Study Guide

King Henry VIII in Henry VIII

By William Shakespeare

King Henry VIII

The play is named for him, so you know he's important. In fact, King Henry VIII  is one of those English kings that most of us have already heard of even before we come across Shakespeare's play. He's famous for his gaggle of wives—and for his break from the Catholic Church.

But we don't get to see much of that in the play; the Henry we meet here is mainly kind and subdued—a big contrast to his macho rep.

Pulling the Wolsey Over His Eyes

In the first half of the play, Henry even seems a little naive. We've been warned about Cardinal Wolsey's out-of-control power, and sure enough, when we meet Henry, he's under Wolsey's spell, going right along with whatever Wolsey says. The Lord Chamberlain even says: "Heaven will one day open / The king's eyes, that so long have slept upon / This bold bad man" (2.2.47-49). Yikes.

In fairness to Henry, others are fooled by Wolsey, too. Henry does eventually see the light, of course, and when he does, he lets loose on the cardinal: "I have kept you next my heart, have not alone / employed you where high profits might come home, / but pared my present havings, to bestow / my bounties upon you" (3.2.200-203). Holy cow, Batman. We don't want to be on the receiving end of a lecture from Henry.

Henry's mad that Wolsey abused his power, and that he went behind the king's back. That's not just personal disloyalty: Wolsey hasn't just betrayed his friend—he's also committed something frighteningly close to treason.

We can't help but high-five Henry for the way he lowers the bomb on Wolsey, too. He doesn't just confront him; he slyly delivers the letters and then says, "By the way, if you still want to hang out after you read those, come on over, and we'll do brunch." Henry finally shows himself to be bold, cunning, and snarky. It takes Wolsey's betrayal to turn this naive king into the Henry VIII we all know.

Bromance

After Wolsey is out, Cranmer is in, and it's not long before he lands in hot water, too. This time, Henry doesn't buy the lords' hype about how bad Cranmer is, and he even gives the guy his ring to safeguard him. He warns his buddy about the trouble brewing.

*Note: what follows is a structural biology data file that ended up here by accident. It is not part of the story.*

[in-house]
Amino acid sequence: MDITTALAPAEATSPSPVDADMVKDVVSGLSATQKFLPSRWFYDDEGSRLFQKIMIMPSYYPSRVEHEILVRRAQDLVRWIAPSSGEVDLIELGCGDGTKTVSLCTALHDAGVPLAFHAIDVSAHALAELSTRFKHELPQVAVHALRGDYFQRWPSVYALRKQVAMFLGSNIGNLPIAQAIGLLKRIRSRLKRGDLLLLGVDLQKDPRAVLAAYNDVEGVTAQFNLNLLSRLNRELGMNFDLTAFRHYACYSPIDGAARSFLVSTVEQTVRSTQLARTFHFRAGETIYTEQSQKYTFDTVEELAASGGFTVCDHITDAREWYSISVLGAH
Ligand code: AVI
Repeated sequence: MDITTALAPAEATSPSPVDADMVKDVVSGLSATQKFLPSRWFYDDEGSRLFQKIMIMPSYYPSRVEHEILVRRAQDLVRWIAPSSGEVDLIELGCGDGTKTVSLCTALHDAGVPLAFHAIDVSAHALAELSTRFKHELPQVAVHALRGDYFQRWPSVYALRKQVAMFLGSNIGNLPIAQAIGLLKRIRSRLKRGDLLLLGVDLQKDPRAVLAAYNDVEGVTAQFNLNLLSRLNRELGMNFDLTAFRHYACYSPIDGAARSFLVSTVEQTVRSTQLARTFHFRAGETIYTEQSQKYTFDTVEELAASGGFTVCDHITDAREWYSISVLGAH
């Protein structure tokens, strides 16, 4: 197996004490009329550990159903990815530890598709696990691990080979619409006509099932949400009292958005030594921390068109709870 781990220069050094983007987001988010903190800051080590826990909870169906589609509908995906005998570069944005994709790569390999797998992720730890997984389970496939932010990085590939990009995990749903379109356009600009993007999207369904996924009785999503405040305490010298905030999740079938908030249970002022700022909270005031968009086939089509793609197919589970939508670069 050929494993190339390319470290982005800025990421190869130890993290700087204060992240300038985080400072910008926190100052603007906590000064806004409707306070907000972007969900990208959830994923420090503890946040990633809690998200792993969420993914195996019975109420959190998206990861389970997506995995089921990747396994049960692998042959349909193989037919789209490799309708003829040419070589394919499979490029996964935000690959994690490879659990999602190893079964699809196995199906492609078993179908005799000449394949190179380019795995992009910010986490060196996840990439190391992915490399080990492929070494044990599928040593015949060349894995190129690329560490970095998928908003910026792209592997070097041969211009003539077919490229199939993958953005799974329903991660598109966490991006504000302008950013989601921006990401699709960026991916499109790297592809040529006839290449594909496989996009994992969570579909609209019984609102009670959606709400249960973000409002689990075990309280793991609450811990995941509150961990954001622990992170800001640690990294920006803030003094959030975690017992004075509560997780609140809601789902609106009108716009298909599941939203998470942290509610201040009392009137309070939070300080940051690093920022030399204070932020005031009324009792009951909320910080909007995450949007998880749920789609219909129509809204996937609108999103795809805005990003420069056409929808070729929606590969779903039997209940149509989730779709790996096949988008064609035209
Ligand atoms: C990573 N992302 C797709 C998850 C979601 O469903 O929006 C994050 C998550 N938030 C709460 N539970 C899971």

As if that weren't enough, Henry stands up for Cranmer to all the council members. He's sick of them bagging on his friend, and he tells them so. His speech goes a little something like this: "if a prince / may be beholding to a subject, I / am, for his love and service, so to him" (5.2.129-131).

It's clear that Henry is a man who is not afraid to fight for what he wants. He defends Cranmer, but just as easily tosses Wolsey to the curb when things go wrong. He's a pretty straightforward guy when it comes to politics.

Things are a little less straightforward when it comes to friendship. Henry himself seems to have some trouble sorting out when people are being nice to him out of friendship and when people are being nice to him because they're, you know, sucking up to the king. Henry seems to want real friendship, and this is one of the reasons why it's so easy for Wolsey to manipulate him early in the play. Henry's status is secure, so he doesn't necessarily understand it when those around him try to manipulate him into favoring them.

It's Wolsey's actions that make Henry understand the truth about his position. When he gets mad at Wolsey, it's not just because Wolsey has betrayed him: we get the sense that he has lost some of his own innocence in the process as well. Maybe that's why Henry becomes so protective of Cranmer: when he thinks he's found a real friend, he's going to back that guy pretty much unconditionally.

(Notice that we said "pretty much": if Henry wants to change his mind at any time about anything, he's got the power to totally do whatever he wants.)

Love Lost

Henry's love life is even more complicated. He woos Anne unashamedly while he's married to Katherine, which is maybe not that unusual for a lusty king—but then he also treats Katherine with respect and kindness at their divorce proceedings. Henry himself may not totally know what he wants.

We're of two minds about the guy when it comes to love. On the one hand, Wolsey is the one pulling the strings: he claims that Henry's divorce with Katherine is illegal, and Henry just seems to go along with it. On the other hand, Henry is the king and can do whatever he pleases. Who's behind it all? Wolsey? Henry? Both?

Henry doesn't try to stop Wolsey from splitting him up from Katherine, like he tries to stop the councilmen they go after Cranmer. He claims that his guilty conscience won't let him stay married to Katherine—though his conscience doesn't give him any trouble when he executes Buckingham or kisses Anne while he's still married.

Perhaps he does feel his marriage was not right, just as he tells the court, but in the end, we're not given clear answers about whether it was right or wrong for him to divorce Katherine or marry Anne.

It's as if Shakespeare is deliberately leaving the question open: he's not going to judge Henry or give us easy answers about him. Did you notice how pretty much all the big decisions in the play happen off stage? That's because Shakespeare doesn't want to give us the final word on the subject. He wants to show us these characters and events in all their complexity and then let us judge for ourselves what we think went down.

So, what do you think? Is Henry a good guy or a bad guy (or something in between)? Why does he do what he does?

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